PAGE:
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Time for Some Spring Cleaning?

The birds are chirping, the flowers are blooming, and the mad rush to get your taxes complete before the April 15th deadline is over.  As you’re spring cleaning your house or office you may stumble over old records and wonder if you can add those to the trash collection.  (Of course, if you took advantage of Patrick & Robinson’s tax return and records on a disc they won’t be taking up much storage space.)

As you decide what items to purge and what should be kept, consider a system we’ve found useful. You may find a good spring cleaning makes getting ready for tax time next year easier.

What do we need to keep?  Documents can generally be divided into one of four categories:

  • Vital records, necessary for running your business (or the “business” of your household)
  • Current records, needed for daily operations
  • Non-current records which may be legally necessary or wise to keep
  • Trash

As many as 30% of the records we store can probably be eliminated! 

So what’s what? Vital records are fairly easy to distinguish. These documents include records such as your articles of incorporation and bylaws, as well as business licenses; on a personal level, birth and marriage certificates are examples. Current records are also obvious, including your chart of accounts, general ledger, fixed asset schedule, contracts, bank statements, cancelled checks, invoices, and so forth.

Once you get to the non-current records you need to decide whether the documents have any value. Ask yourself questions like:

  • Do government regulations require me to keep this? If so, for how long?
  • In the event of a government audit or a lawsuit, could this record be used as evidence?
  • Can I reconstruct it if I throw it out and later find I need it again?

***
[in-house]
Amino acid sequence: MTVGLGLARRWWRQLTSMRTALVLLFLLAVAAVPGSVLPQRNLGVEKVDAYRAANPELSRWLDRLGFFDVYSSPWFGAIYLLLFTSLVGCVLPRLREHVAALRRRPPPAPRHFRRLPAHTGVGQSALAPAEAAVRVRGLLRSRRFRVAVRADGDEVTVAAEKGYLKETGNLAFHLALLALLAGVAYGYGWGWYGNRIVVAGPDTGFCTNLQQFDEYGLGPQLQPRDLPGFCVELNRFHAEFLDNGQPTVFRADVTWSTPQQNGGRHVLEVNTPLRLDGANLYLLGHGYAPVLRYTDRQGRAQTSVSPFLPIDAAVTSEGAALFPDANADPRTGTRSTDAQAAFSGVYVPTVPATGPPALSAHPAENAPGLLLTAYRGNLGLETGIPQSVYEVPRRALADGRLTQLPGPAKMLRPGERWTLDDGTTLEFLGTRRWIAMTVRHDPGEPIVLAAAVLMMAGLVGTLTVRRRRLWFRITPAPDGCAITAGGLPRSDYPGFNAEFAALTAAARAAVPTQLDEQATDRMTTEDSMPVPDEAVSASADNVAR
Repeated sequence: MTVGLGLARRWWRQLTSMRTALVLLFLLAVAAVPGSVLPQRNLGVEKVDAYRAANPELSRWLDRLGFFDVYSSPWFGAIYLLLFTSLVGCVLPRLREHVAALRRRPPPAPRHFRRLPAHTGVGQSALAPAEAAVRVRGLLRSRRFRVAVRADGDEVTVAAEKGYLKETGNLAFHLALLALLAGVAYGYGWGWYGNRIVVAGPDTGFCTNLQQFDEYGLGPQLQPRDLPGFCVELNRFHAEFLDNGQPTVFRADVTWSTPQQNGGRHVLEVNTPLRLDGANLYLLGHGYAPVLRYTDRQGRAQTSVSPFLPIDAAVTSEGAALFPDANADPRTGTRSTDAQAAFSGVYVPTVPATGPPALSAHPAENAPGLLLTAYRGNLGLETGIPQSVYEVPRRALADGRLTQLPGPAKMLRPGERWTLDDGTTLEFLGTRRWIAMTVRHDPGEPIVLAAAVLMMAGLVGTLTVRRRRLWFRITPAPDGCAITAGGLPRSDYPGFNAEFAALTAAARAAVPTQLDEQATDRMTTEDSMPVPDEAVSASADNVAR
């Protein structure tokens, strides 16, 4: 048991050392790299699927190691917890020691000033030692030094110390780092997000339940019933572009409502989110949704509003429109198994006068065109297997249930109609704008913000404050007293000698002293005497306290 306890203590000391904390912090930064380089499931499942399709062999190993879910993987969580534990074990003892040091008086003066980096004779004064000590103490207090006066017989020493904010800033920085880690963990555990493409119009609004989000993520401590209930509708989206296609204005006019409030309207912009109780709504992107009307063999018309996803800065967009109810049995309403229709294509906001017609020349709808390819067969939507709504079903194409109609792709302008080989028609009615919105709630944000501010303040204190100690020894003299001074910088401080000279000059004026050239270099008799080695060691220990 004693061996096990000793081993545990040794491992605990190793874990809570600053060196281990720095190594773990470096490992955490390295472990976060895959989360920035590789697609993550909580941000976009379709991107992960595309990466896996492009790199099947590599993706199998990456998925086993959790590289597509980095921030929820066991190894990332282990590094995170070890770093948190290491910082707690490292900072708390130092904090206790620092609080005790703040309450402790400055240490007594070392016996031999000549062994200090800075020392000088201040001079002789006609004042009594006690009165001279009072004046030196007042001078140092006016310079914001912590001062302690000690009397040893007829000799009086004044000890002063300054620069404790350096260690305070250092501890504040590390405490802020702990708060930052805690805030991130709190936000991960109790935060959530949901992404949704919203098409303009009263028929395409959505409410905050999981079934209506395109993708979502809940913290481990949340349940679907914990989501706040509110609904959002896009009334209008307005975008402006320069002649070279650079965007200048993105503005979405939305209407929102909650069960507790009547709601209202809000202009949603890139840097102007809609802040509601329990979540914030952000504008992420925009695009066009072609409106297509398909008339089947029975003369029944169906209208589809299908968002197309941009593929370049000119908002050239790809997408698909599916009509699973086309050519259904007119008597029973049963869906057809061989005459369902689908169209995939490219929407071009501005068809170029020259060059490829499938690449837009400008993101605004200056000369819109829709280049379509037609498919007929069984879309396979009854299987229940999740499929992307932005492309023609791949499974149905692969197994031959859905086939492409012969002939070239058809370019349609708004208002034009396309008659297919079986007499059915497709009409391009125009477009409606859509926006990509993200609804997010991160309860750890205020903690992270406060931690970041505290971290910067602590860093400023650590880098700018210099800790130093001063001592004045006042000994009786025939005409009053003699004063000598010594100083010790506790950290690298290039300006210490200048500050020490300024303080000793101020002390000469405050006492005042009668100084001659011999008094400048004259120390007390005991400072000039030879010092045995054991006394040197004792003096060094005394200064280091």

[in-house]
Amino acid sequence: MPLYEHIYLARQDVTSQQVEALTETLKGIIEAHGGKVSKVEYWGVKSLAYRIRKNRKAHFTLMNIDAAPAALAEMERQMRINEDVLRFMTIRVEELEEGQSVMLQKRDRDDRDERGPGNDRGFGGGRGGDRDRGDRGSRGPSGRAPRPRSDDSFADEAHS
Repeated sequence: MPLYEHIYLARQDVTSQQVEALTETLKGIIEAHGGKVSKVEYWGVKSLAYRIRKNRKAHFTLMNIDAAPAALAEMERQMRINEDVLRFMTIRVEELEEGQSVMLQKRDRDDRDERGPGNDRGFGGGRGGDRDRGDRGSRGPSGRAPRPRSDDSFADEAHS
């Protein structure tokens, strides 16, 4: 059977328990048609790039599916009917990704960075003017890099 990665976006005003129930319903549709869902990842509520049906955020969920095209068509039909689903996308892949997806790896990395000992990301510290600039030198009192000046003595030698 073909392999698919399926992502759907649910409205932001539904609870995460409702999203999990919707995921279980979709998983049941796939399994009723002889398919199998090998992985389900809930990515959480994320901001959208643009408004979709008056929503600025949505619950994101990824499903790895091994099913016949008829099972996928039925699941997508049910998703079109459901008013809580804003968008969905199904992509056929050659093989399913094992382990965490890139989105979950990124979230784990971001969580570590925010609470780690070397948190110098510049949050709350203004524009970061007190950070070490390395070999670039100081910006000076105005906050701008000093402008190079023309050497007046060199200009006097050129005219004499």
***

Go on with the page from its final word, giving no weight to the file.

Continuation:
Once you decide which documents you do need to hold, the next step is determining how long to keep them. Some governmental guidelines exist, but the decision is largely yours. If you have questions about specific documents, feel free to call us or check with the appropriate government agency. Briefly (this list is far from exhaustive), break the items into categories again:

  • Permanent documents. These files include your corporate records and minutes, major contracts, information relating to patents or trademarks, construction records, audit reports, financial statements, tax returns, employee benefit plan documents, pension and profit sharing plans, and so forth.
  • Seven-year retention period. Included in this list are tax return support documents (this is a safe period; under normal circumstances, income tax returns can be audited for three years after the date filed), payroll records (again, this is a safe period; these can be audited for four years after the date filed), accounts payable and receivable records, inventory records, and accident reports and claims.
  • Three-year retention period. These items include documents such as bank reconciliations, equipment repair records, and internal audits and other reports. Keep employee records for three years after termination.
  • One-year retention period. Among these documents should be duplicate deposit slips, correspondence with customers or vendors, purchase orders and requisitions, and applications from prospective employees you didn’t hire.

Enjoy your spring and your new found, clutter-free space, and contact us at (904) 396-5400 or with any questions.

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